Taliban Delegation Lands in Europe, Immediately Reported to Police for War Crimes

Anas Haqqani attends a meeting of international special representatives and representatives from the Taliban on January 24, 2022 in Oslo, Norway. - A meeting between the Taliban and Afghan civil society members the day before served as an "icebreaker", an Afghan participant said. A Taliban delegation is visiting Oslo for …

Taliban member Anas Haqqani, head of the terrorist Haqqani network, was reported to Norwegian police for war crimes during a Taliban delegation visit to the country.

The police report was filed by Norwegian-Afghan media scientist Zahir Athari, who called for the arrest of Anas Haqqani — whose brother is Afghan interior Minister Sirajuddin Haqqani — who landed in Europe on Satuirday as part of a Taliban delegation visiting Norway for talks with the U.S., UK, EU, and others. Athari said of his reporting one of the members of the delegation: “The Norwegian authorities must stand next to the victims – the Afghan people.”

“He and his network have been behind the most deadly attacks against the civilian population in Afghanistan since 2001. It hurts that he comes as a respected guest here in Norway, instead of being handcuffed to the bench in the Human Rights Court in The Hague,” Athari told broadcaster NRK.

“Inviting them on a private plane to Norway is nothing more than just a dialogue. The dialogue could have been just as good if it were taking place in Afghanistan or Afghanistan’s neighbouring countries, without giving the Taliban the honour of getting on a private plane to Norway,” he added.

The Taliban delegation is in Norway as part of a three-day series of meetings with officials and diplomats from Norway, the United States, the United Kingdom and the European Union to discuss the situation in Afghanistan, which is facing serious humanitarian challenges such as food shortages.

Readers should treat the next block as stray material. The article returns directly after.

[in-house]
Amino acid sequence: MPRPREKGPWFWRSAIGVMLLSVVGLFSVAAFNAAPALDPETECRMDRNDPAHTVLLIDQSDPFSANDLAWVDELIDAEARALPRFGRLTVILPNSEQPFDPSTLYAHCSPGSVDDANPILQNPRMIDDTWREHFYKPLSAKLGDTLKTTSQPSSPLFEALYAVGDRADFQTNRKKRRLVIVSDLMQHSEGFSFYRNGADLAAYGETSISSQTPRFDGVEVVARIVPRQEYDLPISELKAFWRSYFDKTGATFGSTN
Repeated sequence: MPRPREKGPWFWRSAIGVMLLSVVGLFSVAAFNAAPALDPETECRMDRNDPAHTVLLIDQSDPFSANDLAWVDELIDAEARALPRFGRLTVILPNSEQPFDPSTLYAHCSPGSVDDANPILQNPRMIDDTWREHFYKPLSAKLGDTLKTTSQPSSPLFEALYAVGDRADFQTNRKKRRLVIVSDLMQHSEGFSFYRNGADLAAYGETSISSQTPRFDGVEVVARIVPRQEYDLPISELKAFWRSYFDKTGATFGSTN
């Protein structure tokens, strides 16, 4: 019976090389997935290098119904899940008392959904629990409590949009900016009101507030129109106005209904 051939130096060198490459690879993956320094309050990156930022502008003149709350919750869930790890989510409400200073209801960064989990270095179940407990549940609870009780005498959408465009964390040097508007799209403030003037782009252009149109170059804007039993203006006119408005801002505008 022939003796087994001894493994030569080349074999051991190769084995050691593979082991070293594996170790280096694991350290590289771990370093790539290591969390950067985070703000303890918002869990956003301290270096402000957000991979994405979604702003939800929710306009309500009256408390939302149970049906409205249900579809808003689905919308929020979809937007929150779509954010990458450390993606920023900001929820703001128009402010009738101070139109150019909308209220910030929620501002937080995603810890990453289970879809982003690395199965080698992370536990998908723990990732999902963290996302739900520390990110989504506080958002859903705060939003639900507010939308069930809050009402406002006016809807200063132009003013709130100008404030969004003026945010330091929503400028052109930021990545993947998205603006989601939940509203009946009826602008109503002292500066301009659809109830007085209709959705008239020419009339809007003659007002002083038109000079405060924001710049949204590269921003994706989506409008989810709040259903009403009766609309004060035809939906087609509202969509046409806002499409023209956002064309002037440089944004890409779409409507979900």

Norwegian Prime Minister Jonas Gahr Støre commented on the Taliban visit, saying he knew of the visit ahead of time but did not know who the Taliban would be sending as part of their delegation.

“I understand that there will be reactions. It is a movement that is far away from us and our values. But we must start from the world as it is,” Prime Minister Støre, who was in New York over the weekend for a United Nations security meeting, said.

Støre also noted that he was in the Serena Hotel in Kabul in 2008 when it was attacked, allegedly by the Haqqani network, saying, “I was at the Serena hotel, and it’s always a great cost to hear that name mentioned, but they’re the ones in charge in Afghanistan now.”

Follow Chris Tomlinson on Twitter at @TomlinsonCJ or email at ctomlinson(at)breitbart.com



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